Saturday, April 23, 2011

Units 6, 7 and 8: One Big Buy in Leominster

The plastic Jesus was a find from a box in Unit 8 (all the other junk you can see is mine)
Seltzer bottles from Unit 7
The boxes from Unit 7 take up one half of my garage!

Leominster is in central Mass, about 35 minutes from my house. I went to high school nearby and back then there was a billboard on Route 2 (divided highway that runs through Leominster) announcing proudly that Leominster was the "Pioneer Plastic City." Back then, in the early 1970s, we laughed at the name. Why would you want to celebrate your history as a plastics manufacturer? Surprisingly, they had a new and improved billboard up proclaiming their pioner plastic status when I drove down Route 2 to the auction.

I was very much looking forward to this auction because it was at a moving company and about 30 units were expected to go. As I drove up to the building where the auction was, though, I saw that the building was practically falling down, in a state of horrible disrepair. D'oh! Why would anyone store anything there?

Turns out the building was being torn down and the moving company needed to get the storage units cleared out. This wasn't a place for self-storage but, instead, where the moving company would store things for clients whose housing was in transition.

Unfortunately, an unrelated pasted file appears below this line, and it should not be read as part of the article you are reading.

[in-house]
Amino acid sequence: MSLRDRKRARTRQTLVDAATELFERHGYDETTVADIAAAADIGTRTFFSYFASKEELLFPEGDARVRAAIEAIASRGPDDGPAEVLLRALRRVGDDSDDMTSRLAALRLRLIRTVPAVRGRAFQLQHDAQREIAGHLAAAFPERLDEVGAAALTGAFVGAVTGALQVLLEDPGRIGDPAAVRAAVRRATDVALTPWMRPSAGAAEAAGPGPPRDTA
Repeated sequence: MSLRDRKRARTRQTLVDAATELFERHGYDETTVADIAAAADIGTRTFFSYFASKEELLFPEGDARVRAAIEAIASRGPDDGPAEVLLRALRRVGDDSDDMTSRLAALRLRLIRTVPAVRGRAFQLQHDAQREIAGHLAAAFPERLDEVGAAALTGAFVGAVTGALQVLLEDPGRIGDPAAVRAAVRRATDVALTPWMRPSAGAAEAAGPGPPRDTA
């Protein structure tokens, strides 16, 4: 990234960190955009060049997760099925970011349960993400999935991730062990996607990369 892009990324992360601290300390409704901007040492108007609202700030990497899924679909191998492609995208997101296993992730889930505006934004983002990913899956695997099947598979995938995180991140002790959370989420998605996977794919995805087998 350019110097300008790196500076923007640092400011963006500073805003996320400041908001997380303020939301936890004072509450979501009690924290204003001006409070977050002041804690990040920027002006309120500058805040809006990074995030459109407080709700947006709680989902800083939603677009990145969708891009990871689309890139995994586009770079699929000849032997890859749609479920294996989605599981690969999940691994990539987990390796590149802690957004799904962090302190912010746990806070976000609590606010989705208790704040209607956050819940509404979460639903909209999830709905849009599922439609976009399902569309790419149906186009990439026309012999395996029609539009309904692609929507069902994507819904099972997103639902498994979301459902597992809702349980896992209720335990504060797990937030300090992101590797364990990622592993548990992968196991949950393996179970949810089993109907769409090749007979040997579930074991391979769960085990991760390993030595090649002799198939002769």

We were looking forward to lots of furniture being on the block here and the first 8 units certainly lived up to that as they were practically all furniture with barely a box in sight. In fact, the vast majority of the 31 lots up for sale contained loads of furniture. I was very interested in 2 of the first 8 and got both of them. As we were walking away from the second unit, another buyer offered to buy the large jewelry display case we'd just bought. RC and I jumped at the offer as we had both been wondering where we'd get rid of it and figured it was going to be heavy and difficult to move (it was at least a dozen feet long).